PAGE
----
Let Me Explain: Baby, you can’t drive my car

First cars are like first loves. Let me explain.

I’ll never forget him: The AC smelled like catfish during the summer. The automatic locks didn’t work when it rained. The driver’s-side door wouldn’t open for two months, and one of the backseat shoulder straps didn’t retract.

This is no Shakespearean sonnet, but, despite its shortcomings and brake problems, that ’93 Honda Accord got a whole lot of loving-probably because I didn’t know any better.

First loves of the human kind, those loves that change you and cause you to absentmindedly skip meals, are just as faulty: They’re disappointing, stubborn and break down right as you’re beginning to get into the groove. And, most of the time, no love mechanic in the world can mend a broken relationship.

But a first car is superior. I truly thought that, besides Clint Howard, it was possible that I was the coolest person in the world, driving my car barefoot down I-65. No matter the rust, rips or past wreckage, a first car is perfection for a new driver. And my hand-me-down Accord was just that.

Though it had been my dad’s car before he upgraded to a baby-blue BMW midlife crisis-in which the rest of my family and I are not allowed-my black Accord felt as though it had been made for me and me alone; my body fit perfectly against the torn, gray seats, the mixed tape blaring early ’90s one-hit wonders, Journey and old blues songs.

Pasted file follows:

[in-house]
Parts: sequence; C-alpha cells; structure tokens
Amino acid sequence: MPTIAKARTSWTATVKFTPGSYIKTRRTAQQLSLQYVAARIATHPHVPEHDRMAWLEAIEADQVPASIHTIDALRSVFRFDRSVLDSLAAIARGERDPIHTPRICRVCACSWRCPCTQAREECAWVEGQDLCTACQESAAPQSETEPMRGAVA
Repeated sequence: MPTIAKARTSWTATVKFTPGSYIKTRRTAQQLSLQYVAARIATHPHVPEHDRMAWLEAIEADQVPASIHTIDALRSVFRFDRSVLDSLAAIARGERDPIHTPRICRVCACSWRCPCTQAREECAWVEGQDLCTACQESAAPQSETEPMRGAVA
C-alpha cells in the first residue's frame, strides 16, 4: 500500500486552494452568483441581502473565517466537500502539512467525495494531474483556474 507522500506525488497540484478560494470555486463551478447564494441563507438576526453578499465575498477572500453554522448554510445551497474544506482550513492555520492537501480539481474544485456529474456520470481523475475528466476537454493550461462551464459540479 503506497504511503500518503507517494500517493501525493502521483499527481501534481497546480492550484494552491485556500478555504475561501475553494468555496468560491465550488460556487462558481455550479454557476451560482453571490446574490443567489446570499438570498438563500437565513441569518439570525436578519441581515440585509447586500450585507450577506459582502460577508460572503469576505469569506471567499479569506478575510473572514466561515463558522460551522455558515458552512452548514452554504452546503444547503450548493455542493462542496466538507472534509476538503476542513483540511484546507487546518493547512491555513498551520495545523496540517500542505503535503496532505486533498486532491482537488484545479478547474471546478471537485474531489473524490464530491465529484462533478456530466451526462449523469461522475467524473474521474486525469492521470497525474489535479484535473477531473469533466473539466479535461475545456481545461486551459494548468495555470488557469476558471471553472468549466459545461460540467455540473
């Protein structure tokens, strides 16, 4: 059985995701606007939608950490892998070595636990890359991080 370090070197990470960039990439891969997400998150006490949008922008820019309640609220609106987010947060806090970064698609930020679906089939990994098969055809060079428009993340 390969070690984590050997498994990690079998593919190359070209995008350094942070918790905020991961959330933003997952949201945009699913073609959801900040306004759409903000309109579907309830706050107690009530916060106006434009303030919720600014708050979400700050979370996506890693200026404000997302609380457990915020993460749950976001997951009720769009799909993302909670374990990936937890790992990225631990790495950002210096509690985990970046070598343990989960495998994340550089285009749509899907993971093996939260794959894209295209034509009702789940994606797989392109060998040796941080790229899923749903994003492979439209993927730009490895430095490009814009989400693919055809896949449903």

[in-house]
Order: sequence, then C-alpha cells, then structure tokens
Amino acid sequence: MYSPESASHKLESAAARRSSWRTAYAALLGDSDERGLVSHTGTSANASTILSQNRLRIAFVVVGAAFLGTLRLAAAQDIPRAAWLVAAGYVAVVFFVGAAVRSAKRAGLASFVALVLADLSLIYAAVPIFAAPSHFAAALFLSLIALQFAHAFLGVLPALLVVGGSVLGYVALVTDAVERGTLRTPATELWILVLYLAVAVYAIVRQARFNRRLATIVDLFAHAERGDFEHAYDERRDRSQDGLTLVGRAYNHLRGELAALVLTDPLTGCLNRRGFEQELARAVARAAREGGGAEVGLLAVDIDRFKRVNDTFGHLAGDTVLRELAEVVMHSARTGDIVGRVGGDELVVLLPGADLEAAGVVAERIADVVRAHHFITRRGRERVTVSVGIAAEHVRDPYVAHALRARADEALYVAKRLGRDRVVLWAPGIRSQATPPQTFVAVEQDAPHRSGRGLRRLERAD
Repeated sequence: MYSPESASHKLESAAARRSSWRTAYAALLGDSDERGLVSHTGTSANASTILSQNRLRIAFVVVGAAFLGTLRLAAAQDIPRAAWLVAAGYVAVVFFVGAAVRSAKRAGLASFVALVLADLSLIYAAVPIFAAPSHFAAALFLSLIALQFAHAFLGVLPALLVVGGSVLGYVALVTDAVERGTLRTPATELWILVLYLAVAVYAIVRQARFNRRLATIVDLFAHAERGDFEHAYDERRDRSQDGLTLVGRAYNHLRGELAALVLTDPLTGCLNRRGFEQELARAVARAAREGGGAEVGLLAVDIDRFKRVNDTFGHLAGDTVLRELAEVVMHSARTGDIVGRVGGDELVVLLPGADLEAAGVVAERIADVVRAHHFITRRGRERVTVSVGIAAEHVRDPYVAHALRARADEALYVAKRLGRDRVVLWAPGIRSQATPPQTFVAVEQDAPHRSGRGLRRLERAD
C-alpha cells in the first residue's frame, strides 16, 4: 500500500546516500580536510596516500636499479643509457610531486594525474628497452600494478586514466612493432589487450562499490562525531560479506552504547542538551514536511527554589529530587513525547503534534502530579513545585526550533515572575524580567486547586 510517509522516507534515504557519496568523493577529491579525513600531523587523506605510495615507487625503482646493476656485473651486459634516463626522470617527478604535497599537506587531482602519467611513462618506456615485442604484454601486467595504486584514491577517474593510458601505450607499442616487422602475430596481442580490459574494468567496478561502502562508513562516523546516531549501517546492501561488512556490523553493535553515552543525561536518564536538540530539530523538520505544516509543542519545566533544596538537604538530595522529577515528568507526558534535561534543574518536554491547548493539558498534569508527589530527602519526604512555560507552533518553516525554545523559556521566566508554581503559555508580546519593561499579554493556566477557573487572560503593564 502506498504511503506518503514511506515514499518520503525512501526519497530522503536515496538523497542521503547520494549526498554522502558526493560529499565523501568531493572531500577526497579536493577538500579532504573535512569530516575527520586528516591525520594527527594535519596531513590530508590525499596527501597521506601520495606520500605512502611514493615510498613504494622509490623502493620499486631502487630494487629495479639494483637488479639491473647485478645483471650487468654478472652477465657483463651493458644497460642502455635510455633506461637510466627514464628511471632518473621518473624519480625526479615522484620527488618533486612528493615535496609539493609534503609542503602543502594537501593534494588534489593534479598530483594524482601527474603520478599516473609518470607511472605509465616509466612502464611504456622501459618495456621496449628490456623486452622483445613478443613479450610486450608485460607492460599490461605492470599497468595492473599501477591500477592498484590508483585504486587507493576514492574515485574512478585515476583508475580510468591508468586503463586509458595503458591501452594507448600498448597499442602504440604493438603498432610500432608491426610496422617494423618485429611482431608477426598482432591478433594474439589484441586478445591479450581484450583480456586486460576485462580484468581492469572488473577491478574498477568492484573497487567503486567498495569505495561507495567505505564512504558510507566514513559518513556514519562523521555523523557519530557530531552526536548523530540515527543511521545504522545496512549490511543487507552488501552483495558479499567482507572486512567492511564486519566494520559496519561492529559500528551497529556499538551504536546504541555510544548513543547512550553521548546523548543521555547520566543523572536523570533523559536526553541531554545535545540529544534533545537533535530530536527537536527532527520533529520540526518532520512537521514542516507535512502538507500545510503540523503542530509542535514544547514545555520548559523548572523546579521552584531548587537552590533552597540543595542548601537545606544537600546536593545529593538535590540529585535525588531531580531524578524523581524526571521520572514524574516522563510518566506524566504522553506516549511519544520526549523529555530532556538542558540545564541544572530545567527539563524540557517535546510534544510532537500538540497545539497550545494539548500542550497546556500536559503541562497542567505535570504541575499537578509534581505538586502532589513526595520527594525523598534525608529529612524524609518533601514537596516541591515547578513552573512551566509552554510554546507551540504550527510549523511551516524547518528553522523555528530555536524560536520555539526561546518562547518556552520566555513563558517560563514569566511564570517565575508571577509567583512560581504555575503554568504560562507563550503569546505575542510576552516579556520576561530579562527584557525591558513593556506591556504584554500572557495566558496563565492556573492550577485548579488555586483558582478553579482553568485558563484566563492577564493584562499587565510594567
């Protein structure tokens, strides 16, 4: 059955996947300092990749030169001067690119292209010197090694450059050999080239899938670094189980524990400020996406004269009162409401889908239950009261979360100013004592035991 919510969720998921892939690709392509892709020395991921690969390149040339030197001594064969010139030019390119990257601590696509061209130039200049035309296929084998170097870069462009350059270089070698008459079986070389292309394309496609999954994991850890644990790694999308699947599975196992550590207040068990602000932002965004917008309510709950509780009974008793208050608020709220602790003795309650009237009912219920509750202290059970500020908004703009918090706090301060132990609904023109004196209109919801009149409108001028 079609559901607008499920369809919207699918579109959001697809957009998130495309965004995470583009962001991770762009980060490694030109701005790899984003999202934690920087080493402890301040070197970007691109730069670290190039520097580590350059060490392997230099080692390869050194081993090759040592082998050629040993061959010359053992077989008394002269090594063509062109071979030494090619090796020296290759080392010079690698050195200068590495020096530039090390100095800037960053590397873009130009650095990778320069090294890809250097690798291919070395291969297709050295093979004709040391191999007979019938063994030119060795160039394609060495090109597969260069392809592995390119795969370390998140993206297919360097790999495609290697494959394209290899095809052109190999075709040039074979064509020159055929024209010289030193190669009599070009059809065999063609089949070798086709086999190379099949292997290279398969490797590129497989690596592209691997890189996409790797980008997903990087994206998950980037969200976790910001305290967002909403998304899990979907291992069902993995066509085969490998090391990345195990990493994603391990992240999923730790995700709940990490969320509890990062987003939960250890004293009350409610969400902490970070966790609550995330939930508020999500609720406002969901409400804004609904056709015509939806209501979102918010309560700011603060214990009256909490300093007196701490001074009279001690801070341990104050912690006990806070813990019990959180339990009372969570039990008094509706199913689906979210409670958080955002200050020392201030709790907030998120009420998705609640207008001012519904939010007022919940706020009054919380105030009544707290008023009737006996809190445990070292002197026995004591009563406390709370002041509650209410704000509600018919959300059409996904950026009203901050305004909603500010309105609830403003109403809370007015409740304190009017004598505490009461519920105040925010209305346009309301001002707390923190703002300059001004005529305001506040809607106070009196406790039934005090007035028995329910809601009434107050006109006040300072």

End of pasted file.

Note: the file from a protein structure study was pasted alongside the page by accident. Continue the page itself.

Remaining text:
That car and I were war buddies, united and bruised by our battles. There was a dent in one of the back doors from when a pain-in-the-ass junior violently humped the car as I attempted to drive away from our high school parking lot. The radio antenna was torn off after a couple of football players objected to an article I’d written in the school newspaper about their embarrassing season.

In the end, it simply became too hard. He couldn’t stop when I wanted to brake, and something inside of him wasn’t lined up right. The real sorrow is that first cars, like first loves, are temporary. Both eventually bite the big one called either “junkyard” or “the next foolish girl.” In my case, my first car went to my brother, who was never grateful for its greatness until he put a hole the size of a basketball into the front fender, rendering him carless for weeks. Sophomores driven around by their moms are not cool.

After you, no one quite appreciates the car that saw you through numerous attempts at a permit and many tears when pulled over by an unsympathetic police officer. The memories made in that car exist for you alone, and different memories await to be formed by the next owner. Giving your first car or first love away means watching someone else take poor care of something you once loved, never driving or riding it quite like you did.

Maybe we don’t have only one first love; maybe we have many, and we’re always starting over with someone or something new. There are always going to be problems and challenges; they’ll just be different problems and challenges.

Driving in my 2001 updated version of my former sweet ride makes me think of late-night interstate drives in the summer after curfew, guitar riffs wafting out the open driver’s window, involuntarily steering the turns on the path home. The car smelled like catfish, but everything was rosy to me.

Katie Lewis is a senior in the College of Arts and Sciences.